The father of a 10-year-old Washington girl who was shot and killed in her apartment this week made a plea at a rally in her honor Wednesday for someone to come forward as a “snitch” and help city police find her killer.
“When are we going to step up as a community for our children?” Curtis Thomas of Washington said before more than 500 people at the rally that followed a stop-the-violence march to Washington County Courthouse.
“No child deserves to die like my child died,” Thomas said atop the courthouse stairs.
His daughter, Ta’Niyah Thomas, died of a gunshot wound to the head in Washington Hospital early Monday. She was shot while running to her mother after intruders broke into a building at 450 W. Chestnut St. and shot through the walls of her apartment about 3:50 a.m. Monday. The girl shared the apartment with her mother, Shantye Brown, and her mother’s boyfriend, Robert Lester.
City police Chief Chris Luppino said investigators were still questioning people about the shooting while the rally was taking place on Main Street, and that they hadn’t received much cooperation.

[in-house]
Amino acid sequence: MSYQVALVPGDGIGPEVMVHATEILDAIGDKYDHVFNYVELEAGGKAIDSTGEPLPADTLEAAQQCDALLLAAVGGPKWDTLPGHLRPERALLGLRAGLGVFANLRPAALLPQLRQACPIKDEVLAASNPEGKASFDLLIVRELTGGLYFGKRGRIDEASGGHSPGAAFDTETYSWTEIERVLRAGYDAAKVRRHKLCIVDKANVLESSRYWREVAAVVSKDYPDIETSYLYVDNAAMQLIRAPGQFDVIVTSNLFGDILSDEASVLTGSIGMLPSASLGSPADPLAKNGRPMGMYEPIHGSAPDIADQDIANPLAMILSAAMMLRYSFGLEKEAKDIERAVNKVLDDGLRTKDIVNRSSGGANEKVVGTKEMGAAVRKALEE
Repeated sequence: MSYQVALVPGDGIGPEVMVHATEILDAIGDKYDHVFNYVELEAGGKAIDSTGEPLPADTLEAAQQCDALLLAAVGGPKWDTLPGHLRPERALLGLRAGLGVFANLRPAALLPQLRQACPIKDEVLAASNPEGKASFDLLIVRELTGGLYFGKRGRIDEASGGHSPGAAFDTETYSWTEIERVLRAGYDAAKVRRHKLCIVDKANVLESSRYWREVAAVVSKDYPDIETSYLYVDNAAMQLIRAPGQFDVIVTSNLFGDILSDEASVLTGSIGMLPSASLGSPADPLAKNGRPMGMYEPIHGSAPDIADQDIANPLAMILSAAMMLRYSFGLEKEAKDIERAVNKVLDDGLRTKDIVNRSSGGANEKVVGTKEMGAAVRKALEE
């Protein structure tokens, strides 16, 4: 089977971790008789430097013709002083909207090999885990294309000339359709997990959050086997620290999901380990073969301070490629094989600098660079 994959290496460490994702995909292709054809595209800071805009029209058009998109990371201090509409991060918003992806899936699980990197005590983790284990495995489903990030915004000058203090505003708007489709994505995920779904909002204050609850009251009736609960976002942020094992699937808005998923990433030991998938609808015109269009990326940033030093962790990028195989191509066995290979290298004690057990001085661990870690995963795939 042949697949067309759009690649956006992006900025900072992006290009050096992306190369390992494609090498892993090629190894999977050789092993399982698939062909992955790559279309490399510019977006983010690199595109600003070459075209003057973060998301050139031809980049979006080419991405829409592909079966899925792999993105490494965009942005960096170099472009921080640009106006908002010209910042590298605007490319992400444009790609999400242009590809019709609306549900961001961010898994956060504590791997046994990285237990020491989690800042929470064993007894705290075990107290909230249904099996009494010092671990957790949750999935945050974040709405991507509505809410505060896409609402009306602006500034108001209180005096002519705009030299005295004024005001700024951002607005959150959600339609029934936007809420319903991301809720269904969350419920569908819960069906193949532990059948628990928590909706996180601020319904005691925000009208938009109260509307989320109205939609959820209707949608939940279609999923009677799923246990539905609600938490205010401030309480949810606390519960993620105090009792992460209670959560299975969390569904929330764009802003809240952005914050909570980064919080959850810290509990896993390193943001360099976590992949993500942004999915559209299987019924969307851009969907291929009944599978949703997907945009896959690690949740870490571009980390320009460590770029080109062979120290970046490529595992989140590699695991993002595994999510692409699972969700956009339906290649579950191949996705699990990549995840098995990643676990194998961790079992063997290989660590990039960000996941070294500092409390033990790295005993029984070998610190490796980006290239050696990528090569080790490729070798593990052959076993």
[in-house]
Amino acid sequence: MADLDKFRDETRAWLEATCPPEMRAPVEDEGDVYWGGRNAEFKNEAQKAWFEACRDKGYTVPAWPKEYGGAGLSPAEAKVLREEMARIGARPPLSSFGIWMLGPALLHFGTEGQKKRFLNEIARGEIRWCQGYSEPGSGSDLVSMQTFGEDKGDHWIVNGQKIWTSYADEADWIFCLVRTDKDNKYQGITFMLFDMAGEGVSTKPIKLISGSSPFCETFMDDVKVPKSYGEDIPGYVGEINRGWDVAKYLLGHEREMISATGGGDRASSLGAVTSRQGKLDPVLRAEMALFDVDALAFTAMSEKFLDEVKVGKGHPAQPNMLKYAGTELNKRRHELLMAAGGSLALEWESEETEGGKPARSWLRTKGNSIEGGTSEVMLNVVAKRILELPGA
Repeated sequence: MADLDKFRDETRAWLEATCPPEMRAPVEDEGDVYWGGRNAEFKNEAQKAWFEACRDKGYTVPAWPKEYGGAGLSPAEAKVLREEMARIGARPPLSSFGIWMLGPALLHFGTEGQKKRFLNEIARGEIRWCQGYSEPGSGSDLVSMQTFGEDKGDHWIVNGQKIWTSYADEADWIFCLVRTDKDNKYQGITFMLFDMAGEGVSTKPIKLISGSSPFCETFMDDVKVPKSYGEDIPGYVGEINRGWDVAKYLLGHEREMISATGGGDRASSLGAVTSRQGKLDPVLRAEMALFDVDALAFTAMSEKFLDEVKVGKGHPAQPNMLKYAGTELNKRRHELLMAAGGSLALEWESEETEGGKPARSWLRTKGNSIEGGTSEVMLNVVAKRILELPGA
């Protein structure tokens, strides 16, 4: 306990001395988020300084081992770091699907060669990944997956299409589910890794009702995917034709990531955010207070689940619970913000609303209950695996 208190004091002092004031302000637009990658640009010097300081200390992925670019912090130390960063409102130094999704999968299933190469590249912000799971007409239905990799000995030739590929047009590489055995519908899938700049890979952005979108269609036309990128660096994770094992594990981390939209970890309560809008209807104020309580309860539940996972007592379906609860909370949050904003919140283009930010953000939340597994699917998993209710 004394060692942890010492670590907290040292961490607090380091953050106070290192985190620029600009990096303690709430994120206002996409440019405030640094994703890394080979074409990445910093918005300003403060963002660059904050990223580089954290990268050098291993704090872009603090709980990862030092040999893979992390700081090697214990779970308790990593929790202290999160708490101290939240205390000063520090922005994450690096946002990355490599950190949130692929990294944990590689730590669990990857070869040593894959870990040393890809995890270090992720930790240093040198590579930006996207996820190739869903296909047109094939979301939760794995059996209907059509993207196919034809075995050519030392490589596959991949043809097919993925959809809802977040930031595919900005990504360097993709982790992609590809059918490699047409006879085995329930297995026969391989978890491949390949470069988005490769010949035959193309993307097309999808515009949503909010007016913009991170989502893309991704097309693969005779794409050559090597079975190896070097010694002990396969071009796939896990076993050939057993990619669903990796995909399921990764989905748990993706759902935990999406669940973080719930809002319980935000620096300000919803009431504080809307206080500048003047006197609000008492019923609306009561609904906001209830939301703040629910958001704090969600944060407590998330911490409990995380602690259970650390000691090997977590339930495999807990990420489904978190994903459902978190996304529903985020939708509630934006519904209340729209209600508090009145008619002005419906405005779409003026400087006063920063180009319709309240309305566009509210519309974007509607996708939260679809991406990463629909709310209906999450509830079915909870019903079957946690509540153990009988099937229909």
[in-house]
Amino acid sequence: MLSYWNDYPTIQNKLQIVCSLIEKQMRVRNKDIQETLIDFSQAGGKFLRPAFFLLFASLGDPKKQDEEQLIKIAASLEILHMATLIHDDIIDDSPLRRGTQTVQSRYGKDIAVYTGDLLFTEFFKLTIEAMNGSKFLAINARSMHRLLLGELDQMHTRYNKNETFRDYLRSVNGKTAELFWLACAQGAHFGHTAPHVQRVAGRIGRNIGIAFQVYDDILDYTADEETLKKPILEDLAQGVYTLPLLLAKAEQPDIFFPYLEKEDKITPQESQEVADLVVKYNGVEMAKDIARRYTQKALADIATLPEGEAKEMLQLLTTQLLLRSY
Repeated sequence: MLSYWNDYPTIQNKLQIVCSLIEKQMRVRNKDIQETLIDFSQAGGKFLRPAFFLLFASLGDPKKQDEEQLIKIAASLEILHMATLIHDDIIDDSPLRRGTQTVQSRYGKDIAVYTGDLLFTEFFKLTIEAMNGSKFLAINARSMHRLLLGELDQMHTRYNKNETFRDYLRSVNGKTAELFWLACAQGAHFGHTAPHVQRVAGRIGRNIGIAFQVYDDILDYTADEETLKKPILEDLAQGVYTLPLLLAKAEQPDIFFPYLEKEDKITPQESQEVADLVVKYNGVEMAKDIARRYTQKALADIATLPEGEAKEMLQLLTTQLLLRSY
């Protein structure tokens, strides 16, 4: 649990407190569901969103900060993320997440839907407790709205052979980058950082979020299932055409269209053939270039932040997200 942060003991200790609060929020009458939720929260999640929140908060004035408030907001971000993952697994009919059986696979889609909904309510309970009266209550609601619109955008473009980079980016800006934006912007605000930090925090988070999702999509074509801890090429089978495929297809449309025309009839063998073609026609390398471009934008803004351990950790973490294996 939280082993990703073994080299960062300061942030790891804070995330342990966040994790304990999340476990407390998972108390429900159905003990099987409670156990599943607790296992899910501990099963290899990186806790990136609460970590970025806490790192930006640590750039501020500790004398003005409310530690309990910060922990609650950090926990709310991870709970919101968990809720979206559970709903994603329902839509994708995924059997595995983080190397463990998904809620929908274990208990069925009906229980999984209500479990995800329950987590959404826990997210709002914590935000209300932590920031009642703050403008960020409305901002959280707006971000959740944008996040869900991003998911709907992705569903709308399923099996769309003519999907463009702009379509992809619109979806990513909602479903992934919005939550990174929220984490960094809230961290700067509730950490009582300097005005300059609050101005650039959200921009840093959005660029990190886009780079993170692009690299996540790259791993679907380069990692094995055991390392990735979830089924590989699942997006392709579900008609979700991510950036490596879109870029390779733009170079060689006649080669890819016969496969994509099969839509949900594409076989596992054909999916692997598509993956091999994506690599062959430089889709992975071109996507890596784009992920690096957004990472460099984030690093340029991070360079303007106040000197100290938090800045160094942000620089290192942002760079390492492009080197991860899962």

Luppino said police were tying to determine if the shooting was drug-related as Brown was recently arrested during a countywide drug sweep in February.
The two-block march to the courthouse from Shop ’n Save parking lot and rally were organized to support the girl’s family and make another plea to the community to assist police in the investigation, Washington Mayor Brenda Davis said.
The rally included a balloon release, candlelight vigil and performance by a local church choir.
“The city of Washington is reaching out to all of you. You must be the change you wish to see in the world,” Davis said. “Our city police department needs your cooperation.”
“The gang life crime and the brutality of the drug trade could care less about who it affects,” Davis said.
Many tears were shed during the speeches, and many of them streamed down the cheeks of members of a cheerleading squad of which Ta’Niyah was a member.
“Don’t cry, baby girl. She loved everyone,” Curtis Thomas said to one of the cheerleaders.
“I can’t hold my child no longer and tell her how much I love her,” he said.
He and the mayor were not alone in saying Wednesday something needs to change in the community to put an end to these marches.
It was the third such march in the city since Tim McNerney, a popular Washington & Jefferson College football player, became a homicide victim in the city in October 2012.
Prior to the start of the march Washington NAACP President Robert Griffin said marches and rallies are not enough to curb violence.
“We need action immediately,” Griffin said.
Later at the rally, Griffin said the community will eventually find out who killed Ta’Niyah.
“Don’t be confused, we will seek justice for Ta’Niyah,” Griffin said.
“People need to talk to the police or they will keep having parades,” added Washington School Board member John Campbell.